There has been a settlement in Marmaris since the 3rd centaury BC, originally a Carian military base the city held a strategic position protecting the trade routs to the Cities of Milas, Bodrum, Datca and Dalyan. As is to be expected for such a strategic position many rules followed, Egyptian, Lydian, Ionian, Pergamon, Roman, Byzantine, Selcuk and Ottoman to name but a few. It was under the Ottoman rule in the 15th century that Suleyman the Magnificent ordered the building of a fortress from which he could launch an attack on the Knights of St. John in their base in Rhodes, the remains of the Castle can still be viewed today a little to the North of the City. Notwithstanding Suleyman the Magnificent, the city has hosted many famous visitors over the years. Cleopatra was rumored to favor the beaches and health giving waters of the region and it was in Marmaris harbor also that in the late 17th Century Admiral Nelson sheltered his fleet on route to Egypt to defeat Napoleons Armada in the Battle of Aboukir. Today Marmaris is a both a bustling holiday resort and sleepy fishing village, surrounded by Pine forested hills, magnificent beaches with breathtaking views. History is never far away though making Marmaris an ideal starting point to visit and explore the many historical sights and museums of Southwestern Turkey. The ancient name of Marmaris was Physkos, and the city was developed as a port for Caria. There is not much of the ancient remains surviving. You can see some of the ruins to the north, on Asartepe Hill. However, these are very limited in number and would only be of interest to archaeologists. The known history of Marmaris goes back to 900 BC. In the Hellenistic era it was under the rule of the Seleucids for a time and later was controlled by the Romans, Byzantines and, in the 13th century, the Menteşeoğulları. The Ottoman Sultan Sьleyman the Magnificent conquered the city in 1522. From here he launched his successful campaign to capture the island of Rhodes. When initially a part of the Ottoman Empire, Marmaris was called Mimaras, with this later being changed to Mermeris and finally to its present name. Between 1919 and 1921, Marmaris came under the control of the Italians. Following this, the town, now a part of the Turkish Republic, was the home to fishermen and sponge nodivers until the 1980s.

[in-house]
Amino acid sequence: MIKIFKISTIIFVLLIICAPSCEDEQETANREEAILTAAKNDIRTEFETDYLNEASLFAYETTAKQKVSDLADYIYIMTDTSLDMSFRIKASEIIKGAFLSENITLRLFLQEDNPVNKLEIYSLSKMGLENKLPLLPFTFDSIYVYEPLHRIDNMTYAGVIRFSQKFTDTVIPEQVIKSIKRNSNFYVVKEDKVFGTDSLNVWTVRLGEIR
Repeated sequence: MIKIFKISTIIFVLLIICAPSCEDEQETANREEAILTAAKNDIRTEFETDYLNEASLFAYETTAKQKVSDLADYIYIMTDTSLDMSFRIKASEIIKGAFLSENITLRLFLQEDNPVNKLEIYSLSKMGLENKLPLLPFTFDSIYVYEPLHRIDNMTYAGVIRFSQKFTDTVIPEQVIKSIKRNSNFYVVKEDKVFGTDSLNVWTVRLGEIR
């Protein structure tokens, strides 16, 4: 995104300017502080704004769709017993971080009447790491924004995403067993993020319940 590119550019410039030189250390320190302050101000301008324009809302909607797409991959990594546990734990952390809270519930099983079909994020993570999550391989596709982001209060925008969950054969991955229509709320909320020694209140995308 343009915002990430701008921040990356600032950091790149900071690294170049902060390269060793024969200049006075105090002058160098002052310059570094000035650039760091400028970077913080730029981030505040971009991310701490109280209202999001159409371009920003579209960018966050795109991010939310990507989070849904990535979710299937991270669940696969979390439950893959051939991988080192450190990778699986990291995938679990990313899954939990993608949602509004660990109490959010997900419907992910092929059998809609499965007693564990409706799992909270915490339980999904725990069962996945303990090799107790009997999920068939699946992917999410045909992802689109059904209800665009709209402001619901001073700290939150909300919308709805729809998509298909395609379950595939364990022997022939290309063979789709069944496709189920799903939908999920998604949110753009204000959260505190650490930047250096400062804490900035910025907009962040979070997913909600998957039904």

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Other ancient cities that are within the borders of the Marmaris region are as follow:

Amos (Hisarцnь-Turunз), Byabassos (Hisarцnь), Syma (Bayır Kцyь-village), Larymna (Bozburun), Thyssanos (Sцğьt), Phoinix (Taşlıca), Loryma (Bozukkale), Kasara (Serзe Limanı-Port), Kedria (Sedir Adası-Island), Euthena and Amnistos (Karacasцğьt). Including Shyskos, all these were Carian cities. However, little remains from these cities, with there being no more than some walls and ruins of castles.


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Icmeler is famous district of Marmaris with its great beach.Although Icmeler has small beach,it prefered by the people.Because Icmeler has big holiday centers and buildings.You can reach Marmaris in 10 minutes by shared taxi.If you are interest in nodiving,windsurf ..etc sports, Marmaris will take you. Icmeler is more silent than Marmaris.Icmeler have lots of alternatives fo eating,drinking and fun.

Dalyan is 5000 years old historical place. And it has great green plant cover. Dalyans best features are healing hot springs and healing mud baths. Iztuzu Beach is very important place of Dalyan.İztuzu Beachs another feature;Caretta turtles lay eggs here.Dalyans beach is the one in the world.Because one side Akdeniz another side is fresh water.Beach like gold and water like crystal.Dalyan Delta is a haven for bird observers.Hot springs must be seen.Ekincik Cov is preferenced by yachting people.

Turuncs old name Loryma Peninsula the present name Bozburun Peninsula, you can reach Marmaris for 30 minute by bus or boat. Turunc is near the Pine tree covered mountain. Turunc sea, shine while morning light.Turunc has a beatiful cove of Ege. Four stars otels and pensions serve and you can join the blu journey.You can see the tracks of lived civilizations ingreat green forests,mountain villages . The biggest civilization track is “Amos” city ruins. Turunc have big plans for the future.So it known by other countries.And Turunc rewarded by blue flag.Blue flag is a reward that is gave by Europa Environment Education Aware.